Seven Ways To Reduce Anxiety In Children

The number of children experiencing anxiety and stress seems to be increasing.  Schools frequently report that there are more anxious students now than there were five or ten years ago. Consequently, parents are often looking for ways to help their children become calmer, and question whether their child’s response to certain events is out of the ordinary.

When is anxiety normal?

A certain level of anxiety and stress are a normal reaction to unfamiliar, dangerous or stressful situations.  For example, it’s normal for a child to be anxious on their first day at school, just before an exam or during a class performance.  However, parents are right to be concerned when their child experiences feelings of stress and anxiety chronically (that is, almost all the time), or are experienced at such a high level that they interfere with the child’s ability to function in everyday life.  For example, an anxious child might constantly experience feelings of panic, and try to avoid anything that might trigger their anxiety (such as going to school or talking in front of a group).

What can I do to help my child?

  1. If you suspect your child may be struggling with anxiety then seek professional guidance.  Consult a GP or child psychologist.
  2. Ensure you’ve got the basics covered – is your child is eating a balanced diet? Are they getting 10 – 11 hours of sleep per night? Are they exercising daily?
  3. Teach your child relaxation strategies such as meditation or yoga.
  4. Work out what your child’s triggers are, such as changes in routine, and decipher their warning signs, such as increased irritability or starting arguments with siblings.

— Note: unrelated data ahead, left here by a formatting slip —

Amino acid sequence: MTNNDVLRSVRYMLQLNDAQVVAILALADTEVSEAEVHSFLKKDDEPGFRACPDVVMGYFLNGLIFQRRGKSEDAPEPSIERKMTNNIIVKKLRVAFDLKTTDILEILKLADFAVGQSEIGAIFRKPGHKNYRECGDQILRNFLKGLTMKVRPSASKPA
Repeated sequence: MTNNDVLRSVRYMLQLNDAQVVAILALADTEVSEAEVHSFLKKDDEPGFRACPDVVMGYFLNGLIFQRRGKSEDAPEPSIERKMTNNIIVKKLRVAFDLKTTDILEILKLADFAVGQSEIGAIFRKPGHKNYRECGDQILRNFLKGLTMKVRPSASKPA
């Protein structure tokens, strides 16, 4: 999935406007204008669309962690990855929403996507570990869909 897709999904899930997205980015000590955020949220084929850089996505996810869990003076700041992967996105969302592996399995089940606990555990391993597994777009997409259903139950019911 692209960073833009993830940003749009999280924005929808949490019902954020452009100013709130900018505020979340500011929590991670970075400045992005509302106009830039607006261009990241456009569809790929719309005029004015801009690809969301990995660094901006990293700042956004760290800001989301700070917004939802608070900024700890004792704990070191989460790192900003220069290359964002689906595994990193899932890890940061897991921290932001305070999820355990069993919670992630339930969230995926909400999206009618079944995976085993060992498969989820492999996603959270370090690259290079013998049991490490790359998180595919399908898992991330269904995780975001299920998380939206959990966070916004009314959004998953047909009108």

5. Reduce after school activities as much as possible while your child is anxious.  Symptoms often diminish when children feel less pressured and/or scheduled.
  6. Help your child to express themselves by asking open ended questions such as: What was that like for you? How did that feel? What happened then? If ‘10’ was really worried and ‘1’ was really calm, what number would you be?
  7. Avoid rushing in with a solution and telling your child what to do.  Once your child has got a problem off their chest, then you can ask them if they would like some help.

As a mother and step-mother of four boys, I know how distressing it can be to see your child suffer.  Nothing can substitute for peace of mind, so if you are worried about your child then ask for help and everyone’s anxiety – yours included – will improve!

By Emma Bevan for Emma Bevan Child Psychologist

Six Ways To Help Your Anxious Child Sleep

Sleep is so important, particularly for children, as they do most of their growing at night while sleeping. Most children aged between 5 –12 should be getting between 10 – 12 hour per night. There are exceptions to this rule, some kids just don’t need that much, but generally speaking 10 – 12 hours is the ideal.

Often if a child is struggling with anything in their lives, falling asleep at night becomes more difficult for them. This then has a flow on effect because with less sleep, they are less able to cope with daily activities, they are then more likely to act out, and/or become more anxious, which then makes it harder for them to get to sleep the next night. Slowly, over time, their behaviour can deteriorate where it then becomes difficult to tell whether their acting out is due to a real issue or is just sleep deprivation. Most of us have had some experience with sleep deprivation and know how quickly we can unravel when we haven’t had enough sleep. Kids are the same.

If your child is struggling to fall asleep, here are some ideas to help your child settle and sleep at night:

  • Develop a consistent nighttime routine. A consistent routine gives your child the right cues that it is time to wind down and go to sleep.